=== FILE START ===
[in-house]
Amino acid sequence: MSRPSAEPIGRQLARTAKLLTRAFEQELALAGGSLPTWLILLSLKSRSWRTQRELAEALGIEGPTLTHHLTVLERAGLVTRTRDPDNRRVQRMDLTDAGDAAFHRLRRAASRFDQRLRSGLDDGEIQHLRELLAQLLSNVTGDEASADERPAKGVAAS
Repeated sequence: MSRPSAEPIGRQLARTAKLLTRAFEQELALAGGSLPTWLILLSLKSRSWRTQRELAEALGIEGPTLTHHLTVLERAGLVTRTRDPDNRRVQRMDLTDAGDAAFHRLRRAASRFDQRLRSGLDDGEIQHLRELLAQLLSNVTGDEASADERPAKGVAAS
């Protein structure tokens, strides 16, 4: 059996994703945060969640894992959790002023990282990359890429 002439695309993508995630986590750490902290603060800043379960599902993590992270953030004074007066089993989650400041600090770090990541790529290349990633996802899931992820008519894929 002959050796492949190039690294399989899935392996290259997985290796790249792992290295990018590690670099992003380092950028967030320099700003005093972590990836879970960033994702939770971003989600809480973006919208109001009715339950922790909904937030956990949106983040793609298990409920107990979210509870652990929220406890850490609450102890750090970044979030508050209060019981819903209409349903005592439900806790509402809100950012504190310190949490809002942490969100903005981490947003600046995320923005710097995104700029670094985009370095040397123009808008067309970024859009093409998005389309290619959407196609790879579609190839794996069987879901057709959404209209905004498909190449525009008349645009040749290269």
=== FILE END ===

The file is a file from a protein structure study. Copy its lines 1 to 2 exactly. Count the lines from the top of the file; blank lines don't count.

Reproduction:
[in-house]
Amino acid sequence: MSRPSAEPIGRQLARTAKLLTRAFEQELALAGGSLPTWLILLSLKSRSWRTQRELAEALGIEGPTLTHHLTVLERAGLVTRTRDPDNRRVQRMDLTDAGDAAFHRLRRAASRFDQRLRSGLDDGEIQHLRELLAQLLSNVTGDEASADERPAKGVAAS